The past weeks and months witnessed the beginning of a global economic crisis as a result of many factors;

Such as the Covid-19 virus, the Russian-Ukrainian war, and the unprecedented and increasing global inflation, which led to strong economic measures that affected stock markets and major companies.

In an article published by the American newspaper "New York Times";

Writer Paul Krugman highlighted the rise in interest rates, and the subsequent decline in stocks, especially attractive stocks, such as Tesla, noting that the cryptocurrency crash was really epic, and wondered;

What is happening?

He indicated that over the past ten years, or perhaps within 20 years;

The Federal Reserve has kept interest rates artificially low, and these low rates have inflated economic bubbles everywhere;

Where investors searched for something that would achieve a suitable interest rate, but now the era of cheap money is over, and nothing will remain the same.

What does it mean to be "artificially" low interest?

The writer explains that short-term interest rates are set by the US Federal Reserve, while long-term rates reflect the expected short-term future rates.

The writer points out that there is nothing so affected by politics as the interest rate, however;

Something economists have long called the "natural rate of interest" is an interest rate consistent with price stability, not high enough to cause an economic depression, nor low enough to cause hyperinflation.

the writer asks;

Is the claim that the Fed has been setting interest below this normal rate consistently;

True claim?

Supposing that if so, where was the hyperinflation?

In fact, until 2021, he said, inflation was more or less constant at the Fed's target of 2% per year.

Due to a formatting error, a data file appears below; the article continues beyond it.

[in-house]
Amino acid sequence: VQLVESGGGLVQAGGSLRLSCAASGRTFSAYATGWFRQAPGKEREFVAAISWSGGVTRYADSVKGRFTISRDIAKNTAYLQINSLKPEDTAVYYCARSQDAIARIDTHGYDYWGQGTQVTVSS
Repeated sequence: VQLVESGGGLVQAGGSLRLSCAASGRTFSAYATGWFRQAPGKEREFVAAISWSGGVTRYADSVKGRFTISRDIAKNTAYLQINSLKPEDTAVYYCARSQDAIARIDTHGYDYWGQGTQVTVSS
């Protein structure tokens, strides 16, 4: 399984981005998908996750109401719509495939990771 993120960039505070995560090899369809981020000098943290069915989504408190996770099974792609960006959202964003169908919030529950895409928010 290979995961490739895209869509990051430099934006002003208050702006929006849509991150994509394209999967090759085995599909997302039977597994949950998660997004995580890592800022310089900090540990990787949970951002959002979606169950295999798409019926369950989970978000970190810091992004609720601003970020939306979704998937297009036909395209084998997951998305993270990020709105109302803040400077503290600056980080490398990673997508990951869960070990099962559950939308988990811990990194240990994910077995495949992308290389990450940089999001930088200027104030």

Why was the natural rate of interest so low?

The immediate answer according to the author is that the Fed has learned from experience, as it had to keep interest rates low to prevent the economy from sliding into recession.

But - the writer says - if you think that the Fed has been setting rates too low all this time, you are actually saying that the Fed should have kept the economy in a recession in order to avoid "something".

Here the writer points out that the usual interpretation is in line with these paths.

“Maybe the prices of goods and services did not rise, but look at all these asset bubbles,” he says, noting that there were indeed some huge bubbles that occurred in the era of low interest rates, adding that there was the great real estate bubble in the mid-2000s, which paved the way to the global financial crisis.

The writer advises that if you want to claim that low interest rates were responsible for those bubbles, however, you have to come to terms with the fact that there were some impressive bubbles before rates fell, noting that interest rates have gone up a lot in the past few months.

Is the era of cheap money over?

To answer this question, you have to ask why did the Fed feel compelled to keep interest rates so low for so long?

The writer continues, saying that the basic answer is that since 2000 - and especially since the global financial crisis - businesses have been persistently resisting to maintain the level of investment spending that used all the money that real estate owners wanted to save.

He pointed out that this situation bears the name of "secular stagnation";

It is a case of little or no economic growth, which is unfortunate according to the writer;

Because it has been widely and incorrectly interpreted as an affirmation of the meaning of slow growth, rather than low interest rates.

What is causing this stagnation?

The best guess is that it has a lot to do with demography. When the working-age population grows slowly or even shrinks;

The need for “new offices”, “shopping malls” and even housing decreases, and thus demand weakens, and these demographic forces will not disappear, but are likely to increase, in part because of the low rate of immigration.

Therefore - according to the writer - there are compelling reasons to believe that we will soon return to the era of low interest rates.

Why did the prices go up?

The Fed is raising interest rates now to fight inflation, but this may be temporary, and once inflation returns to 2% to 3% - which will likely happen by the end of next year - the Fed will start cutting again, according to the author.

The writer believes that long-term real interest rates - which reflect the expectations of future Fed policy - have risen from their lowest levels during the pandemic, but they are still only about what they were in 2018-2019, that is, the market is in fact betting that the era of cheap money will return.

The writer concludes by asking whether this means that there will be more bubbles in the future, answering "yes", but there will be more bubbles even if interest rates remain high.